“I ask for your help and protection,” she told the zoning commission.
Many long-time residents feared wind energy developments could wreck life on their rural properties. As was the case for David Snodgrass, who said his farm has been in his family since the 1850s.

“We want to keep the land as pristine as it is at the present time,” he said.

Mary Jo Sloan, a 66-year resident of Clinton County, said her grandchildren are enthusiastic about her farm, and she is afraid that optimism could fade with nearby turbines.

“It is not safe and it will destroy our quality of life,” she said.
The parade of wind energy opponents Thursday included residents from DeKalb County, where NextEra Energy is currently building its 97-turbine Osborn Wind Energy Center. NextEra last applied to Clinton County for a similar project last winter prior to the moratorium, but the application was rejected by the zoning department for being incomplete.

At the conclusion of the information-gathering process, the zoning commission was expected to deliberate before deciding what, if any, amendments to propose, but that ended with Thursday’s decision to prohibit large-scale wind turbine projects throughout the county. The motion approved Thursday makes allowances for smaller wind conversion systems, which are restricted to a capacity of no more than 100 kilowatts and less than 120 feet in height.

The Clinton County Commissioners approved the zoning changes unanimously this past Tuesday. Clinton County Presiding Commissioner Wade Wilken, Jr. said after the meeting that a decision from the Supreme Court in Kansas upholding a similar ruling eased his worries about the ban.

“The people who were here felt it was momentous,” he said of Tuesday morning’s crowd. “It’s just a planning and zoning question, like every other one that comes across (our desk). It will protect us for the future, until a new generation comes along and maybe decides they do want (wind turbines).”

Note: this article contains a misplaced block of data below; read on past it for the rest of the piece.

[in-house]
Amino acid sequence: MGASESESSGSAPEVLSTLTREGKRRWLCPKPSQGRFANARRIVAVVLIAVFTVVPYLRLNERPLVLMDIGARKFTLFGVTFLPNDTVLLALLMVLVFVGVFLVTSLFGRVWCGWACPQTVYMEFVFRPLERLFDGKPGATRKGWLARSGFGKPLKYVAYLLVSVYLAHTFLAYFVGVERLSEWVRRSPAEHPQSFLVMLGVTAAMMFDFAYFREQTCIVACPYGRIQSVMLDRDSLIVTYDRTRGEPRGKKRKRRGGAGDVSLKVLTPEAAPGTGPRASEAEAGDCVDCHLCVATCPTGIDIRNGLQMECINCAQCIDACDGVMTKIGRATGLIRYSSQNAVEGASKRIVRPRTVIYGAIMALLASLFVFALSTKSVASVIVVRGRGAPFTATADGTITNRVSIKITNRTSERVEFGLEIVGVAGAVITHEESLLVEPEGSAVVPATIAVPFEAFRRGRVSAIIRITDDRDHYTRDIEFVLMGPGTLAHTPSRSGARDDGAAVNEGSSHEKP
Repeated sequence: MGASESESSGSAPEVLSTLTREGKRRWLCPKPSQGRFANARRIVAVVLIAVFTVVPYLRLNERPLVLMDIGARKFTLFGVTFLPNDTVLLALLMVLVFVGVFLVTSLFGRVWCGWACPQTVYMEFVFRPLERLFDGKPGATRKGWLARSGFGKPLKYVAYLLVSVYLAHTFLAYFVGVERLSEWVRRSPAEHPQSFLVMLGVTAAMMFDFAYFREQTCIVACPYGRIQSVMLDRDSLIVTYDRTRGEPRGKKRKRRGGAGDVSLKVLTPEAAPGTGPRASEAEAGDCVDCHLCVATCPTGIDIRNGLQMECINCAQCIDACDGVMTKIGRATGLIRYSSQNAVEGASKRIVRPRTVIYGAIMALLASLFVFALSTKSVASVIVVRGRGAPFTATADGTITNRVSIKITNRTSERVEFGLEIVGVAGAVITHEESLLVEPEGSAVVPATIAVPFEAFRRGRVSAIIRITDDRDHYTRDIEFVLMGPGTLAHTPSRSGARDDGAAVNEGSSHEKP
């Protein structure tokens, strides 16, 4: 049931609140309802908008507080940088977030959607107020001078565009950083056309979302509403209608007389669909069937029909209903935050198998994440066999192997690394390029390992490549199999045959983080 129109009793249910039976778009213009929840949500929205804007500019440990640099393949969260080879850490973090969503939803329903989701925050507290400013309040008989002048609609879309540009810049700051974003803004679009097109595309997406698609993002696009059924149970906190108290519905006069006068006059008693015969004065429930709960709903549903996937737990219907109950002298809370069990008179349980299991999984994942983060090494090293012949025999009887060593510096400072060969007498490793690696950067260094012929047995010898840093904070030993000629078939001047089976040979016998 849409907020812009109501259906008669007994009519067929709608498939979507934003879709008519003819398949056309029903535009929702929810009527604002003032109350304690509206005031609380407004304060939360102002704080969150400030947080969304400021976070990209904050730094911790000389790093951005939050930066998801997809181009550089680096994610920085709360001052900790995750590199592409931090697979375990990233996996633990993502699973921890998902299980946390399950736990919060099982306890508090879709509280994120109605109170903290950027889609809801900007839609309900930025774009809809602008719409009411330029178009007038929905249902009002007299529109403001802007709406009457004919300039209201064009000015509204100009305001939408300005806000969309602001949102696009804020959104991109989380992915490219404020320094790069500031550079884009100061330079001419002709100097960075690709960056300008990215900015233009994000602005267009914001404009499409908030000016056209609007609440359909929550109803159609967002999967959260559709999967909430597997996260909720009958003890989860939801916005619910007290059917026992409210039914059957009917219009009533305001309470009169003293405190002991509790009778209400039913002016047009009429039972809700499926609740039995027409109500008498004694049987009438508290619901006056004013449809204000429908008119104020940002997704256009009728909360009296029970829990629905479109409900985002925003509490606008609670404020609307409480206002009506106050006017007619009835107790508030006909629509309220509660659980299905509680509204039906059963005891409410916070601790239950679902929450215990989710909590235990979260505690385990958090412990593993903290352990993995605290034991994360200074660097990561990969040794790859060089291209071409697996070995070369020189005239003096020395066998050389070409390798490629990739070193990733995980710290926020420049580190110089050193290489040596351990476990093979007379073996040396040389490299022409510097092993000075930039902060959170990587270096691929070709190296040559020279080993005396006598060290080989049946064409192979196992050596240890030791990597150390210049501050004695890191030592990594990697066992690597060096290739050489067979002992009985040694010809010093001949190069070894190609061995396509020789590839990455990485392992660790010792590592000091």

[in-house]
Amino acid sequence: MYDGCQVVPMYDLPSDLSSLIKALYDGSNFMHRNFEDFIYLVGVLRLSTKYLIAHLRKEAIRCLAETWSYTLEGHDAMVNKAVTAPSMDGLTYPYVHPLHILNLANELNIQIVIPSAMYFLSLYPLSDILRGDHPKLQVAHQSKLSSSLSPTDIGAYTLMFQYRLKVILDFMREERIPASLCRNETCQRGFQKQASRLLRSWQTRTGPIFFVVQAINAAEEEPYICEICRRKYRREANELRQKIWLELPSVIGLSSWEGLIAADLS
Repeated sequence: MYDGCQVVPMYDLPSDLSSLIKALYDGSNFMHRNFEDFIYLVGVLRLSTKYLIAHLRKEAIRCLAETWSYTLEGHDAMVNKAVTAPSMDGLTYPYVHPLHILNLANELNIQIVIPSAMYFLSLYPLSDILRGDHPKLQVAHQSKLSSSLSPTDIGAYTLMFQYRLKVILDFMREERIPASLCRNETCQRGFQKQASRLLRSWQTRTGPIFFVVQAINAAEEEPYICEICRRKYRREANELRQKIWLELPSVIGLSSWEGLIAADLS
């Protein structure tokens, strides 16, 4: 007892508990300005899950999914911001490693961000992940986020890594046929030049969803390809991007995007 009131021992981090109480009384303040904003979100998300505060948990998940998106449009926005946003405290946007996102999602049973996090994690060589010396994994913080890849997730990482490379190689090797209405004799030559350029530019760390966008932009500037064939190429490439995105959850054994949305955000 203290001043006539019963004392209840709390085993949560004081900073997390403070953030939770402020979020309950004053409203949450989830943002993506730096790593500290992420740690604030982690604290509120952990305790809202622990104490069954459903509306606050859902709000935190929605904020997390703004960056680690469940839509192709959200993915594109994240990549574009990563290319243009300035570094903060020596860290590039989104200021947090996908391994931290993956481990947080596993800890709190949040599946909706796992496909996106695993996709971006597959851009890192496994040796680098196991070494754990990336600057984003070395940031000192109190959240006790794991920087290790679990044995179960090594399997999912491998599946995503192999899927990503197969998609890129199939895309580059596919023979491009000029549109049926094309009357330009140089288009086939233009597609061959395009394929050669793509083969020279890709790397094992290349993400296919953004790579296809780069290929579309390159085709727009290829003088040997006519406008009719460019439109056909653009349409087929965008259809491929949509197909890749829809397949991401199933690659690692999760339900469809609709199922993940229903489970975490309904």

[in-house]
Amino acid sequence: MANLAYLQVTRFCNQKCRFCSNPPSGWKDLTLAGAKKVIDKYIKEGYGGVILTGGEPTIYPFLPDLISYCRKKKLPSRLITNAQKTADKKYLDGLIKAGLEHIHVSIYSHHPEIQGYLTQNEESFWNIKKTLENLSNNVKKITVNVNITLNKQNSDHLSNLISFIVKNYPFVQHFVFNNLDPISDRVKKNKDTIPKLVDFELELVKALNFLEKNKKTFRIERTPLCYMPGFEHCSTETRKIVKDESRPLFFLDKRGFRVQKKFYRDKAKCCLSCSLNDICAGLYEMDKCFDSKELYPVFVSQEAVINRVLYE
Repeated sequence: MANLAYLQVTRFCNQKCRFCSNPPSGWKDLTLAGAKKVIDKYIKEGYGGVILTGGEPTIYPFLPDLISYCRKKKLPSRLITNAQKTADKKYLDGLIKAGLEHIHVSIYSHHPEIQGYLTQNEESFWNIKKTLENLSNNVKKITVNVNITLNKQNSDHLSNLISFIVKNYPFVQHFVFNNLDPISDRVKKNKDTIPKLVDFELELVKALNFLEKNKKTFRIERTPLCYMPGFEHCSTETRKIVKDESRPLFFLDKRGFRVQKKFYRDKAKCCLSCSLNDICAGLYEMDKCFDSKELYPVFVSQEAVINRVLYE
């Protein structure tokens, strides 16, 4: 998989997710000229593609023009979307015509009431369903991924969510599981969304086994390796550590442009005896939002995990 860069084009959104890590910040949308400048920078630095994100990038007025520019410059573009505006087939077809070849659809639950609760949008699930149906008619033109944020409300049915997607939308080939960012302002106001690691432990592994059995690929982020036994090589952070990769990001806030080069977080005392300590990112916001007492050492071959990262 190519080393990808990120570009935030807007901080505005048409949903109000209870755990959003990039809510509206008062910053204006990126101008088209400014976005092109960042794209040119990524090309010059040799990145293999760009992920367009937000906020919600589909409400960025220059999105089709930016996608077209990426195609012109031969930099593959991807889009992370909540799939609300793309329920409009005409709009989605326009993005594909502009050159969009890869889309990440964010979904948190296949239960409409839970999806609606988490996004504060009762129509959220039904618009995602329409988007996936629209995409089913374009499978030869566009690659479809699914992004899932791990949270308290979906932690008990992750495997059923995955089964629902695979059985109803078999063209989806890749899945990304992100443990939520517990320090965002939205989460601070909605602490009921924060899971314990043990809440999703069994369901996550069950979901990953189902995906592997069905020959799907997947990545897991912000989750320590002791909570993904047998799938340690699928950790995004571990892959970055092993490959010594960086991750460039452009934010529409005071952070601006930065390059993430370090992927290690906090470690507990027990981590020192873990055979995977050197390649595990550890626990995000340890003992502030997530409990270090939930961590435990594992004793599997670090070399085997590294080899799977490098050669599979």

Second District Commissioner Larry King said he’s spent hours in conversation with residents and in attendance of meetings, both citizen gatherings and planning and zoning meetings, along with conducting his own research. He said his guiding goal was protecting the roads and residents of the county.

King said he’d also had previous contact with representatives of NextEra Energy.

“I probably have a tainted attitude toward them because of their bully attitude and when they say they want to be good neighbors, you know that’s not what they want,” he said after the meeting.

“I’ll be right honest about it; I don’t want our county, Clinton County, looking like DeKalb County,” he later added.

King went on to applaud the zoning commission, saying they were professional and qualified.

“If there is one thing to be proud of in Clinton County, it is Clinton County’s zoning board,” he said. “Our zoning board, too bad there weren’t 500 people at our meetings.”

NextEra Energy Resources spokesman Steve Stengel said Tuesday via email: “We are aware of the action taken today by the Clinton County Commissioners and are reviewing our options.”